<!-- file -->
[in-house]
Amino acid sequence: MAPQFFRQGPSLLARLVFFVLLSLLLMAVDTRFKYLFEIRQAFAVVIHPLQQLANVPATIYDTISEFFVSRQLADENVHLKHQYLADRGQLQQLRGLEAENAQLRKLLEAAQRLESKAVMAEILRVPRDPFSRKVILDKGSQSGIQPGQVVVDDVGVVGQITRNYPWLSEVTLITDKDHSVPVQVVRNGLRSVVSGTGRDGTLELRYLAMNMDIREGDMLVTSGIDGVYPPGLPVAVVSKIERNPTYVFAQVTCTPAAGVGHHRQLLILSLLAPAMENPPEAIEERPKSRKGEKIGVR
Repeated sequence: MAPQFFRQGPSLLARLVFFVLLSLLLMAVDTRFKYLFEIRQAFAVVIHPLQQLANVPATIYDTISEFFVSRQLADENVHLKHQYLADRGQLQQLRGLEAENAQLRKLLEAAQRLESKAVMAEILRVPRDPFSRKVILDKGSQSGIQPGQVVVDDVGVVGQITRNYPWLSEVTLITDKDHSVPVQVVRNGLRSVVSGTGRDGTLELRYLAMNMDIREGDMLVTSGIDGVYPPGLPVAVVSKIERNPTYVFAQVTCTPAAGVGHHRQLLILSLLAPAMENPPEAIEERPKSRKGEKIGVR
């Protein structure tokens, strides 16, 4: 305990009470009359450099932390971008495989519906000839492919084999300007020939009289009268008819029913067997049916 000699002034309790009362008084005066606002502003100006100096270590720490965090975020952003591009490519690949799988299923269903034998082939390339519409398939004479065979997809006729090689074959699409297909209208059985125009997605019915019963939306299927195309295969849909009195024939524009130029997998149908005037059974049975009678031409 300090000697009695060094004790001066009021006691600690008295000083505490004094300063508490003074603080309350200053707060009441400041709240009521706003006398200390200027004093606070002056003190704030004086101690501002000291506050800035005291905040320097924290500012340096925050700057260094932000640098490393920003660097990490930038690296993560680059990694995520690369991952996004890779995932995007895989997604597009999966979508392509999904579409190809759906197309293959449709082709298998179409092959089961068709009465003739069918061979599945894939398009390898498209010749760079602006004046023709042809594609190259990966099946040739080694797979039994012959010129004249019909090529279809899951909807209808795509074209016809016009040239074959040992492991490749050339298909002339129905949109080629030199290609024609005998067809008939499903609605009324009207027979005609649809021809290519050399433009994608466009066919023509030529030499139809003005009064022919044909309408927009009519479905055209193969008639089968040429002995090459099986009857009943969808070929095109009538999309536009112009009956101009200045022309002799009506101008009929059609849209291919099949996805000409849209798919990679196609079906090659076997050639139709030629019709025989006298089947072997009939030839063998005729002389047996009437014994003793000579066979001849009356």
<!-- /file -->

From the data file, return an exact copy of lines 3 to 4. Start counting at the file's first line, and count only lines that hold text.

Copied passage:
Repeated sequence: MAPQFFRQGPSLLARLVFFVLLSLLLMAVDTRFKYLFEIRQAFAVVIHPLQQLANVPATIYDTISEFFVSRQLADENVHLKHQYLADRGQLQQLRGLEAENAQLRKLLEAAQRLESKAVMAEILRVPRDPFSRKVILDKGSQSGIQPGQVVVDDVGVVGQITRNYPWLSEVTLITDKDHSVPVQVVRNGLRSVVSGTGRDGTLELRYLAMNMDIREGDMLVTSGIDGVYPPGLPVAVVSKIERNPTYVFAQVTCTPAAGVGHHRQLLILSLLAPAMENPPEAIEERPKSRKGEKIGVR
């Protein structure tokens, strides 16, 4: 305990009470009359450099932390971008495989519906000839492919084999300007020939009289009268008819029913067997049916 000699002034309790009362008084005066606002502003100006100096270590720490965090975020952003591009490519690949799988299923269903034998082939390339519409398939004479065979997809006729090689074959699409297909209208059985125009997605019915019963939306299927195309295969849909009195024939524009130029997998149908005037059974049975009678031409 300090000697009695060094004790001066009021006691600690008295000083505490004094300063508490003074603080309350200053707060009441400041709240009521706003006398200390200027004093606070002056003190704030004086101690501002000291506050800035005291905040320097924290500012340096925050700057260094932000640098490393920003660097990490930038690296993560680059990694995520690369991952996004890779995932995007895989997604597009999966979508392509999904579409190809759906197309293959449709082709298998179409092959089961068709009465003739069918061979599945894939398009390898498209010749760079602006004046023709042809594609190259990966099946040739080694797979039994012959010129004249019909090529279809899951909807209808795509074209016809016009040239074959040992492991490749050339298909002339129905949109080629030199290609024609005998067809008939499903609605009324009207027979005609649809021809290519050399433009994608466009066919023509030529030499139809003005009064022919044909309408927009009519479905055209193969008639089968040429002995090459099986009857009943969808070929095109009538999309536009112009009956101009200045022309002799009506101008009929059609849209291919099949996805000409849209798919990679196609079906090659076997050639139709030629019709025989006298089947072997009939030839063998005729002389047996009437014994003793000579066979001849009356």